DAVIS COLUMN: Wildlife beginning to assume winter mode

DAVIS COLUMN: Wildlife beginning to assume winter mode

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For those who feed birds, or who are deer and turkey viewers, or hunters, have already noticed a limited number of animals out and about compared to a month ago, or in the case of some birds, compared to recent years.

While there are many reasons, and reasons vary from species to species, certainly the coming of winter, either by daylight hours or wintery weather are major impacts.

Deer hunters were also thrown a natural curve when the mating season didn’t show as much overlap with the gun deer season as last year. It’s a rest period for deer. They feed at night, refrain from expending energy to conserve fat reserves and don’t move much unless disturbed.

For some deer hunters, talk of even more intense hunting during the archery and crossbow season, and forgoing the gun deer season are serious considerations.

Others may look at gun season with an even more relaxed approach and putting more emphasis on the other aspects. Camaraderie and wildlife watching all can be used as “excuses” to continue to take out a rifle in November.

Snowy owl sightings are expected to be relatively low, in part due to a relatively low irruption year of having these Arctic birds visit Wisconsin.

Some feeder birds, particularly those more common to Northern Wisconsin, are absent in respectable numbers. So, too, are much-awaited feeder birds.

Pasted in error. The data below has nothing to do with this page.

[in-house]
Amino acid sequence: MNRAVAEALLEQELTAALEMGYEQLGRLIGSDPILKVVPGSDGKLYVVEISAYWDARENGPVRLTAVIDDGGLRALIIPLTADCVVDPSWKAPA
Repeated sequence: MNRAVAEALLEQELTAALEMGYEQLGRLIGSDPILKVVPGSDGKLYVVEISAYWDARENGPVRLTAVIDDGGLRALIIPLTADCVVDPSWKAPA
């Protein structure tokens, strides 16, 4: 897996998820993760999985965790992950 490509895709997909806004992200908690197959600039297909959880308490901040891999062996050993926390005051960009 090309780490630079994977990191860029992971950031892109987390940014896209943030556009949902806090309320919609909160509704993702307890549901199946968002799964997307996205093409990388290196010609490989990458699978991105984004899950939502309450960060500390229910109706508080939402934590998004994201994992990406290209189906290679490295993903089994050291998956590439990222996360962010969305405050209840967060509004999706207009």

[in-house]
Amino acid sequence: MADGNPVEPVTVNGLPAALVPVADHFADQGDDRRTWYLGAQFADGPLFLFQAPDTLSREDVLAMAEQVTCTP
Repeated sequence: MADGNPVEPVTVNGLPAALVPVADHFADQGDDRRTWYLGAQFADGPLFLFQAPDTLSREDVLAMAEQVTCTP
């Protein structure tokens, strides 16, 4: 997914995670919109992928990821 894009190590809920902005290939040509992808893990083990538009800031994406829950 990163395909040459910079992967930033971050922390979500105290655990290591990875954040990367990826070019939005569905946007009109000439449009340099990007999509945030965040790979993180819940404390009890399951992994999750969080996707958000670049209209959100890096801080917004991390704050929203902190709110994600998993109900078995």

Bird biologists suggest several reasons. Simply fewer birds due to poor recruitment, which is tied to other factors. Above average tree seeds, which many birds normally use for as much as 80 percent of their diet. This natural food may hold birds farther north and also feed the birds here in Southern Wisconsin when they do arrive.

Real, prolonged winter weather will solve some of these birds’ scarcities. In the meantime, keep feeding stations attractive with high quality, well-displayed menus.

Ice fishing is a ways off, but get ready for first ice, but not by attempting something stupid.

Pheasant stocking on public lands will resume after the gun deer season and make note of the upcoming Holiday stocking on select public areas, too, taking place just before Christmas.

Consider later squirrel and turkey seasons by finding a good food source where the animals routinely gather.

Many gun and archery deer seasons are scheduled including muzzleloader (Dec. 2-11); statewide antlerless hunt (Dec. 12-15) and antlerless holiday hunt (Dec. 24-Jan. 1, 2020). Remember the blaze orange clothing and blind requirements and apply them to small game and turkey as well.

Continue to make use of carcass dumpsters (check for locations) and CWD sampling (visit DNR Web site).

Make mental notes of personal things that can be done next time to make the gun deer season even more rewarding. Now is the time to thank landowners for allowing hunting on their lands. Nominate someone for the DNR ethical hunter award, too.

Contact Jerry Davis, a freelance writer, at sivadjam@mhtc.net or 608-924-1112.

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